Employers think they’re covered by issuing a policy, but as the U.S. Department of Labor (DOL) puts it, “An announcement by the employers that no overtime will be permitted, or that overtime work will not be compensated unless authorized in advance, will not impair the employee’s right to compensation for work which he [or she] is actually suffered or permitted to perform.”

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Nonexempt Employees? 90% Chance You’re Violating FLSA


"In yesterday’s Advisor we looked at common wage/hour violations among low-wage earners. Today, we’ll look at more potentially expensive violations."

Illegal Employer Retaliation

When workers complain, and especially when low-level workers complain, many experience retaliation. For example, employers threaten to cut workers’ hours or pay, fire or suspend workers, or threaten to call immigration authorities.

Likely because of such actions, other workers report that they did not make complaints even though they had experienced a serious problem themselves. Some were afraid of losing their jobs, some were afraid they would have their hours or wages cut, and some simply thought that complaining would not make a difference.

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The Agencies and Aggressive Attorneys Are Looking for Violations


"Experts say that if you look carefully enough, there are Fair Labor Standards Act (FLSA) violations in most every organization. The agencies and some aggressive attorneys are taking a look and, eventually, they’ll get to you."

Studies suggest that many employment and labor laws are regularly and systematically violated. The most frequent violations are:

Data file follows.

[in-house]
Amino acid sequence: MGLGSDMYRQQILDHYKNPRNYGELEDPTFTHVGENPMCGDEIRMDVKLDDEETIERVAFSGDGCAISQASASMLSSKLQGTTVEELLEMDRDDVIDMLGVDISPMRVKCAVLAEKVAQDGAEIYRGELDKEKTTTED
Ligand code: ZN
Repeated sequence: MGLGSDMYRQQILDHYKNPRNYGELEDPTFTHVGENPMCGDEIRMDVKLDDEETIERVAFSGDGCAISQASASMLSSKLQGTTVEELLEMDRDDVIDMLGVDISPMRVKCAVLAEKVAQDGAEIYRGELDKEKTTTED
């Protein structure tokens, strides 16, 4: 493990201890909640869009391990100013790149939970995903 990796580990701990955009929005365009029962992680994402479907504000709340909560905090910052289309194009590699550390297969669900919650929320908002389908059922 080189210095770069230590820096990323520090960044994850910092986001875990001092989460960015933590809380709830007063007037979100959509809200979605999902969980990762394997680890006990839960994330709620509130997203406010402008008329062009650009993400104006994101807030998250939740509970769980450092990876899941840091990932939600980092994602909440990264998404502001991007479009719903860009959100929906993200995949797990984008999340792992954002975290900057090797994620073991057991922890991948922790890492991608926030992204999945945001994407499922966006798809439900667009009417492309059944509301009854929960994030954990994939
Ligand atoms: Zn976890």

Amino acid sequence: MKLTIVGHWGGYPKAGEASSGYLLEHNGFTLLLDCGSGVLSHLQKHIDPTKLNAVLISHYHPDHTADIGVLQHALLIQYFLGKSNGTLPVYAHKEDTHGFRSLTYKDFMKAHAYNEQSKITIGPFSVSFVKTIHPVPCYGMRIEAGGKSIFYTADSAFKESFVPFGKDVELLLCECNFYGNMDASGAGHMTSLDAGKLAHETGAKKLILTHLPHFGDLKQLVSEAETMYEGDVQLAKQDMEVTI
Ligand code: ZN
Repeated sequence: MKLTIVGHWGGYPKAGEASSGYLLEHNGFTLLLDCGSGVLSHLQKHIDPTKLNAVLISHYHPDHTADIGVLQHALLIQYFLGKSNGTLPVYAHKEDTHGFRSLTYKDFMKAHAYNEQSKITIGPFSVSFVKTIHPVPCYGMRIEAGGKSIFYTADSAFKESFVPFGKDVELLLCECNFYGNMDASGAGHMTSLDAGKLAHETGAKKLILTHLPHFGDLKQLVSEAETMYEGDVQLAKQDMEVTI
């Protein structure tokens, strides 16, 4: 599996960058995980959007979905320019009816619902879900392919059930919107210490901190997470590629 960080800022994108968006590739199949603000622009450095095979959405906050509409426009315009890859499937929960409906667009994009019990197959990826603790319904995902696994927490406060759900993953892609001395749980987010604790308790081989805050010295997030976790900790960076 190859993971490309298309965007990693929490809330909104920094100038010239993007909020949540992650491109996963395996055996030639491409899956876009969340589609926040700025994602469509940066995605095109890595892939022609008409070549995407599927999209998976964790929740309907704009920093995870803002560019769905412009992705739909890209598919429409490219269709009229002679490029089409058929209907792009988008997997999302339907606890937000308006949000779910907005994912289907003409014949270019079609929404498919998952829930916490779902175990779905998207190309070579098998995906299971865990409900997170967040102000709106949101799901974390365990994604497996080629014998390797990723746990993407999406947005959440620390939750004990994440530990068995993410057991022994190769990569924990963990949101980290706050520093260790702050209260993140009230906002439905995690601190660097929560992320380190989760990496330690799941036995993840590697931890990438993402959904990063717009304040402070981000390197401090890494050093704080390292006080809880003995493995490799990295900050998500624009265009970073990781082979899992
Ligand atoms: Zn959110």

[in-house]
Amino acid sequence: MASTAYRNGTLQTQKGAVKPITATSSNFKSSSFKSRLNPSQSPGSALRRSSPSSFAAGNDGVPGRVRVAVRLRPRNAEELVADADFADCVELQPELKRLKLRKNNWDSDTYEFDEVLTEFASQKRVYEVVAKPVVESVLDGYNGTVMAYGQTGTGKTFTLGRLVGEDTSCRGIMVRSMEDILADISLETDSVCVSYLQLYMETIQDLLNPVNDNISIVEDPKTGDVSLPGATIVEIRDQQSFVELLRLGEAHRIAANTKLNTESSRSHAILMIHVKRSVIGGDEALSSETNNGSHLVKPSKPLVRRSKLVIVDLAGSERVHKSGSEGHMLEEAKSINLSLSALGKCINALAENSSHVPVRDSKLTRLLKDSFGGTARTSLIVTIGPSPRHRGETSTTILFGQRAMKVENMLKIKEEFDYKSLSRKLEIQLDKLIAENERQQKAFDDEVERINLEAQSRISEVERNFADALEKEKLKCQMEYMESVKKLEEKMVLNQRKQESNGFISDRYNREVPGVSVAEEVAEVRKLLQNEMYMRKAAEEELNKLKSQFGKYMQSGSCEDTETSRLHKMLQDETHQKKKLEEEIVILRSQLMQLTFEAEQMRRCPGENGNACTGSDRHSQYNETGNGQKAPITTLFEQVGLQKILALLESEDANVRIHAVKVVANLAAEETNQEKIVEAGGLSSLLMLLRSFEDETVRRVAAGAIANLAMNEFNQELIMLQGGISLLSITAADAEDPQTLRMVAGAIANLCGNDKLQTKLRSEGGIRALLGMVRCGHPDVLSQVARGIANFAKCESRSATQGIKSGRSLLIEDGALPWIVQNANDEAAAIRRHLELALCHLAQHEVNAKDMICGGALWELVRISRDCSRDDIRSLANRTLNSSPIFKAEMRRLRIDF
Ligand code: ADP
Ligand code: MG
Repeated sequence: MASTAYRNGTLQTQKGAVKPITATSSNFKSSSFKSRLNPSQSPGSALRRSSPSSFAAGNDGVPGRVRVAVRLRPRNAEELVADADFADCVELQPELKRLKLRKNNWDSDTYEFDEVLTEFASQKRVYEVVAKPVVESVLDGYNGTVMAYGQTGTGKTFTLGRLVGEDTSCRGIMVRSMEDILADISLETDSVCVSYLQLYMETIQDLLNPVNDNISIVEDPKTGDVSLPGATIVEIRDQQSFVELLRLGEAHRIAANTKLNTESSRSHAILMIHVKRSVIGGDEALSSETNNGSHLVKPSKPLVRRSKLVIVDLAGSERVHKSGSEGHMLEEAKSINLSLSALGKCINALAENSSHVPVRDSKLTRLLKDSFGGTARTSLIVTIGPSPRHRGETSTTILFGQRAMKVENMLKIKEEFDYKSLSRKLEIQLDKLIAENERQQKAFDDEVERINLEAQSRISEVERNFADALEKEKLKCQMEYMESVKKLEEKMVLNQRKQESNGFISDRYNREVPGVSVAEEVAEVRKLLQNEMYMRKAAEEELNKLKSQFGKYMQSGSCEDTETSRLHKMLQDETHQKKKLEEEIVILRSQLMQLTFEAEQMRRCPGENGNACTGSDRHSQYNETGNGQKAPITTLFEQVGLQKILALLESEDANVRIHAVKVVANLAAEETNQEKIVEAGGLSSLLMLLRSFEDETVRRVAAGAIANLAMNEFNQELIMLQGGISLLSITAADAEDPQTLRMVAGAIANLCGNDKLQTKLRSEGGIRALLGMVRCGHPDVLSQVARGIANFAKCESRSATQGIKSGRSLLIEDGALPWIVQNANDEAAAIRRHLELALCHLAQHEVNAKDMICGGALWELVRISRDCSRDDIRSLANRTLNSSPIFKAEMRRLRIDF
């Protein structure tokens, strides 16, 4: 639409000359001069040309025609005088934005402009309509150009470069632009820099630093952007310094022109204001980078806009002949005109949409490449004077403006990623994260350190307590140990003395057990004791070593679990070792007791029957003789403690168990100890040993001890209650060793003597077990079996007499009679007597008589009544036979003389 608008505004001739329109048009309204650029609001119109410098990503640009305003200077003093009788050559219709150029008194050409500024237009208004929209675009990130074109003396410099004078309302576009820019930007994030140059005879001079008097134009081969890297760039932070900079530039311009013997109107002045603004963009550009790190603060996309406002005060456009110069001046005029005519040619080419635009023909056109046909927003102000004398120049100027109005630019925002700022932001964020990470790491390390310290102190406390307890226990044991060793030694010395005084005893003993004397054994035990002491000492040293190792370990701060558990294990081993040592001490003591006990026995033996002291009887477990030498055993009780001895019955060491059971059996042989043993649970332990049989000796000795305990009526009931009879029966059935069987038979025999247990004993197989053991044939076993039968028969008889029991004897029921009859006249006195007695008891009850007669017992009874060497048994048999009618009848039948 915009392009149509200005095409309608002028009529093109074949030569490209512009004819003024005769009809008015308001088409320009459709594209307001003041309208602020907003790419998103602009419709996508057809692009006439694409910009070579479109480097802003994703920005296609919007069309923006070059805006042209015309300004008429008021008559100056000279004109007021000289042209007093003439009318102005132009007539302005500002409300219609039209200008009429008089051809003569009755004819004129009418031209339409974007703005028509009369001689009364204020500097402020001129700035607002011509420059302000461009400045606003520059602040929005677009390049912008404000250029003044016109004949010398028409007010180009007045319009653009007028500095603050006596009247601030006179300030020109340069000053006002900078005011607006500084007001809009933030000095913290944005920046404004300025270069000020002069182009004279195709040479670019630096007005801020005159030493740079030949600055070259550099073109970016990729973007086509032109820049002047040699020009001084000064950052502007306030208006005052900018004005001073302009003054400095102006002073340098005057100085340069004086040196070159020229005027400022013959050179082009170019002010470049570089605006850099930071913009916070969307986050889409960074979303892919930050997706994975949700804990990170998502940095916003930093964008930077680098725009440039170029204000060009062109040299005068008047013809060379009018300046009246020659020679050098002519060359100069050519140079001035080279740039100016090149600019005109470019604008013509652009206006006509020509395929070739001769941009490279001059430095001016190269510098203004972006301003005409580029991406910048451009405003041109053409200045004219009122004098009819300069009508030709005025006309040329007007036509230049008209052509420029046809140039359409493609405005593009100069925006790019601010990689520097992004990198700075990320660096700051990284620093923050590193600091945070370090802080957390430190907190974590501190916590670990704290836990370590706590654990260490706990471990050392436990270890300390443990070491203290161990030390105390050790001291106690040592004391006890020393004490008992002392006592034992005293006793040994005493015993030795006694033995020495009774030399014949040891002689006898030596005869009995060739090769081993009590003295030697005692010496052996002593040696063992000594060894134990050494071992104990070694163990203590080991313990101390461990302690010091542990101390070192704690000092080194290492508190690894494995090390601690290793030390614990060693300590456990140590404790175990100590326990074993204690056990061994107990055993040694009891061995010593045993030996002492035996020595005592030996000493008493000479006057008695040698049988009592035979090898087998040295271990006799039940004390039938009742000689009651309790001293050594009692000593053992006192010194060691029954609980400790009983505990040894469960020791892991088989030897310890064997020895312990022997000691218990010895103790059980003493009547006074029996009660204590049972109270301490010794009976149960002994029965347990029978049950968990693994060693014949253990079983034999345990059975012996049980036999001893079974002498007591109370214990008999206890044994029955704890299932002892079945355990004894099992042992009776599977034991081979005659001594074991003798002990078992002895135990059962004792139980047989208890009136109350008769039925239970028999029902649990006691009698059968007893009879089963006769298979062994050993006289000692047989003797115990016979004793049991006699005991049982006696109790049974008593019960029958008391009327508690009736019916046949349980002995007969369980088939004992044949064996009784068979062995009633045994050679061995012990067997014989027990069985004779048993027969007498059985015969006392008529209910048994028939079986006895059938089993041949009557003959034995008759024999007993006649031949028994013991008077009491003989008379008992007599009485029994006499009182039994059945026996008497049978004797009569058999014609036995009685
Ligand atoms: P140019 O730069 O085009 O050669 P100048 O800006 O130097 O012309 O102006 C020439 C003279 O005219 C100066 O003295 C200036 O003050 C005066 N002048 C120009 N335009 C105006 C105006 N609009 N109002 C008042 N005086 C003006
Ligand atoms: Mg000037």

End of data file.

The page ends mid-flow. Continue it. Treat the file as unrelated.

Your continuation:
Minimum Wage Violations

One survey found that about 25 percent of supposedly minimum wage workers surveyed were paid less than the legally required minimum wage in the previous workweek. Worse, the violations were not trivial: 60 percent of workers were underpaid by more than $1 per hour.

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Sued by a Class of 1.5 Million? Your Suit Probably Won’t Be That Big


"Wal-Mart had to defend itself in a wage-related suit that could have had as many as 1.5 million class members. Your suit won't be that big, but maybe the prospect should spur you to review your exempt/nonexempt classifications."

Here, from BLR’s experts, are explanations of many of the trickiest classification questions:

Executive Secretary

An executive assistant to a business owner or senior executive of a large business may qualify as exempt if the employee, without specific instructions or prescribed procedures, has been delegated authority regarding matters of significance. Administrative assistants are otherwise usually nonexempt.

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Will the Next Million-Dollar Wage/Hour Lawsuit Be Yours?


"Wage/hour lawsuits are the low-hanging fruit in today’s litigious environment. Today, some help, as the Advisor features beyond-the-basics questions that are often asked of the BLR® compensation experts."

Q. Can we give an extra week of vacation to cover any overtime?

A. Providing vacation rather than overtime is not legal under the Fair Labor Standards Act (FLSA).

Q. Do general standards exist for exempt employees who do work beyond the normal workweek? For example, if they travel during the weekend for work, is it expected that they would get a day off later in compensation?
A. It is not expected that an exempt employee receive a day off after working on a weekend. Exempt employees are expected to work when duty calls.

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Wage Garnishment Q&A

Wage garnishments represent a legally binding directive on employers. Failure to comply, or failure to withhold the proper amount can even subject employers to fines and, in some cases, liability for some of the debt. But the rules can seem complex. Attendees at a recent BLR webinar posed a number of questions: